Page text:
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Michael Barnes, the president of NorhTec, a computer hardware maker, says he's been royally stiffed by Pay By Touch, the troubled biometrics company now under court supervision. Stiffed to the tune of $3 million in promised orders, including more than half a million dollars in unpaid shipments. Former Pay By Touch CEO John Rogers left behind not just 750 angry employees with jobs on the line, and investors whose $300 million in funding looks unlikely to return much. To that list of aggrieved parties add suppliers like Barnes, who filled orders for the failing company but say they haven't been paid. Perversely, Barnes is rooting for the company to make a comeback, if only so he'll have a chance of getting what he's owed. Here's Barnes's story:

We are a supplier to Pay By Touch or were a supplier. When we first met them, they were quite concerned that as a small company, we would be able to scale to meet their demands. Originally, we told them that we could do anything so long as there was enough money available.

We were told no problem. We were told that big money was behind PBT and that the Getty Foundation among others were behind Pay By Touch. Initially, we were told that we would get money in advance. Then we were told COD [cash on delivery]. After that 10 days and finally net 30.

Our first orders seemed way beyond what we could manage and finance but Pay By Touch told us that if we wanted to play in the big leagues, we had to step up to the plate. Somehow, we scraped up enough money for the first order. This was the biggest order we had ever handled but we pulled it off. Instead of 30 days, it took about 50 days to get paid.

It was a long 50 days too. Orders continued to come in. We shipped and each payment period took longer. After getting a P.O. for about $800,000.00 we were told that there was a hold on the software and we had to wait to ship until they updated their software. We wound up holding inventory for seven months until they resolved their software issues.

During this time, we didn't get paid for the units we had already shipped. Our cash was all tied up. Finally, PBT resolved their issued and asked us to urgently ship. They told us they needed us to ship as fast as possible and they ordered another $560,000 worth of product. They told us that we could expect another $2.5 million in orders through the rest of 2007.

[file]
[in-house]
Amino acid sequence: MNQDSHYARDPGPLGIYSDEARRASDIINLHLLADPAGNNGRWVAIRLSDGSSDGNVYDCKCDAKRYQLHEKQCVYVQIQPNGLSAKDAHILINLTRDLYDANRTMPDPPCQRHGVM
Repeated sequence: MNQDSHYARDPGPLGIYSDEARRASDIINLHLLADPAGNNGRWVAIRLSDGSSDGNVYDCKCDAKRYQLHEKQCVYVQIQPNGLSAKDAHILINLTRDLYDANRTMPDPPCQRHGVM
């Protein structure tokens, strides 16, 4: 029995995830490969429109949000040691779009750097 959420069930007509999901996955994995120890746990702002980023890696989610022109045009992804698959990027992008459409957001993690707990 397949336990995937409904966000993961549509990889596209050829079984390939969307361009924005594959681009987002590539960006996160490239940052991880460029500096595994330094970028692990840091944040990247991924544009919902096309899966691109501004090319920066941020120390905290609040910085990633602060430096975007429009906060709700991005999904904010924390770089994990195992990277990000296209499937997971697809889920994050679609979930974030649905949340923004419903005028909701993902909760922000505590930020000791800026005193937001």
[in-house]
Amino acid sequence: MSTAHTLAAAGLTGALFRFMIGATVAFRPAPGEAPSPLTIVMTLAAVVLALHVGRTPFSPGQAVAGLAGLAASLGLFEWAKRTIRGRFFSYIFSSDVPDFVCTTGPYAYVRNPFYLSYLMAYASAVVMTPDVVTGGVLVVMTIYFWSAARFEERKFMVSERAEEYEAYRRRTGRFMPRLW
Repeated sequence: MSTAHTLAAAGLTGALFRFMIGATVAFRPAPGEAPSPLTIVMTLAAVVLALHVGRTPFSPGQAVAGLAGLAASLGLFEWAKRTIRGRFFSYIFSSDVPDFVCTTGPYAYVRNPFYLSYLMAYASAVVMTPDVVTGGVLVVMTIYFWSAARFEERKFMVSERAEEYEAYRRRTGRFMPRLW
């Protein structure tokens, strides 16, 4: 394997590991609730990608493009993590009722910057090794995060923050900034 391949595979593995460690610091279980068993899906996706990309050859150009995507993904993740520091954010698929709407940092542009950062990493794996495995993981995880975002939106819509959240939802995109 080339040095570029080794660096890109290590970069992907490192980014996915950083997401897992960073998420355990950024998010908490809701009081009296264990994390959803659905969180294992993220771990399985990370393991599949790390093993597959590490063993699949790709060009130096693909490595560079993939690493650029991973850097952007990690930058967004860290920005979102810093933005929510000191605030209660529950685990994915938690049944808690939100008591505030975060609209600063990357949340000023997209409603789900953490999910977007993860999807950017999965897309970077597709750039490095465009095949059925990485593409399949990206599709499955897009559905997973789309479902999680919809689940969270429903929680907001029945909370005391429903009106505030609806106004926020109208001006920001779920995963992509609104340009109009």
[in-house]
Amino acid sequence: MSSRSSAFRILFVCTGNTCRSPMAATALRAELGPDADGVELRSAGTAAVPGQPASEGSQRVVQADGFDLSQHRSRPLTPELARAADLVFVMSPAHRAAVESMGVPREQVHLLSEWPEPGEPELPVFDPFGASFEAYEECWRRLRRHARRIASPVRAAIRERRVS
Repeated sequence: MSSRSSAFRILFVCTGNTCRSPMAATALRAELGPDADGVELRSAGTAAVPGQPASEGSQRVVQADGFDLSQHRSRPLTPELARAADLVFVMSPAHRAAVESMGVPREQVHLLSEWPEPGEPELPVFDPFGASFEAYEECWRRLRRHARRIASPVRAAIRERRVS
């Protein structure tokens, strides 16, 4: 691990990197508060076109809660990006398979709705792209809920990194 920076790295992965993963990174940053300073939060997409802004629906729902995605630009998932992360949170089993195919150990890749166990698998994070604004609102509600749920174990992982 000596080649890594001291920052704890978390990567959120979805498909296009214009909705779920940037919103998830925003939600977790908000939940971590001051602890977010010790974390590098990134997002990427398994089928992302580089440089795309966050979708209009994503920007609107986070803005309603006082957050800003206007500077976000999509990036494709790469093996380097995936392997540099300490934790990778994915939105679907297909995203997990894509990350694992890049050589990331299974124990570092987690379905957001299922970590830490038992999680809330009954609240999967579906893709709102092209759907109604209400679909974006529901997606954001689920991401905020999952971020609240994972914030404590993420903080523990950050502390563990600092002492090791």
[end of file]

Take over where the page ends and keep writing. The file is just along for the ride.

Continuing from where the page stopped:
Once again, we were pushed to ship. After shipping the last shipment, we got news there would be a delay in paying us. This was unbelievably bad news as $560,000 was a huge amount of money to have tied up so long.

We were told that there was no real danger. There were investors standing by to invest and it was just a delay. After a few weeks, we were told that we would be getting payments and they would let us know when the transfers were made. Each time we checked, no transfers were made. Over and over, we were told we would get payments. We never received any money.

Our company is a small company. We are quite different than PBT. When we had to travel together, we went coach and they went business class. We stayed at different hotels. I was once showed a business card and told it cost $7.00. The person showing it to me explained that this was required for image. I showed them my business card which I printed with an Epson printer.

When we first started working with Pay By Touch, we had visions of over 100,000 of our systems in the field. While we were quite grateful to get orders for thousands of machines, it was clear that there was no way a few thousand systems could generate the revenue needed to justify the expenditures.

I certainly hope that something happens that will allow Pay By Touch to operate and pay down their debts. This period has been one of the most stressful in my life. It is even worse than watching my Sun stock drop from its highs. Needless to say, I hope for a miracle and that Pay By Touch is able to come back.